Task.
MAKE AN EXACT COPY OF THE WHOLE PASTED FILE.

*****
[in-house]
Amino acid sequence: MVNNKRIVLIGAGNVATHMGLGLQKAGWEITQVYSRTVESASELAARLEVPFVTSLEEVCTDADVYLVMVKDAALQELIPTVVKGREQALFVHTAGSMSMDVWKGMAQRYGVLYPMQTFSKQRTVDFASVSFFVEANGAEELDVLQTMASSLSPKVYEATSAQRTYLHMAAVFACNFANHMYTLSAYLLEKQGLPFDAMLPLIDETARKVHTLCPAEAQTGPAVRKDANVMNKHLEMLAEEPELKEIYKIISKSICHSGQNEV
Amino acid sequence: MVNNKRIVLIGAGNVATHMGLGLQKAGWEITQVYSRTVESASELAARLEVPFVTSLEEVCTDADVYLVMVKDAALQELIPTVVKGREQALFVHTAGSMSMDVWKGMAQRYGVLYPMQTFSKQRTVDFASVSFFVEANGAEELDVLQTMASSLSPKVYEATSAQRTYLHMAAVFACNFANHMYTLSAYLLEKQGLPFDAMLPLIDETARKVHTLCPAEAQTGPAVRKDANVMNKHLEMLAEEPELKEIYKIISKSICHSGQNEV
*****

[in-house]
Amino acid sequence: MVNNKRIVLIGAGNVATHMGLGLQKAGWEITQVYSRTVESASELAARLEVPFVTSLEEVCTDADVYLVMVKDAALQELIPTVVKGREQALFVHTAGSMSMDVWKGMAQRYGVLYPMQTFSKQRTVDFASVSFFVEANGAEELDVLQTMASSLSPKVYEATSAQRTYLHMAAVFACNFANHMYTLSAYLLEKQGLPFDAMLPLIDETARKVHTLCPAEAQTGPAVRKDANVMNKHLEMLAEEPELKEIYKIISKSICHSGQNEV
Amino acid sequence: MVNNKRIVLIGAGNVATHMGLGLQKAGWEITQVYSRTVESASELAARLEVPFVTSLEEVCTDADVYLVMVKDAALQELIPTVVKGREQALFVHTAGSMSMDVWKGMAQRYGVLYPMQTFSKQRTVDFASVSFFVEANGAEELDVLQTMASSLSPKVYEATSAQRTYLHMAAVFACNFANHMYTLSAYLLEKQGLPFDAMLPLIDETARKVHTLCPAEAQTGPAVRKDANVMNKHLEMLAEEPELKEIYKIISKSICHSGQNEV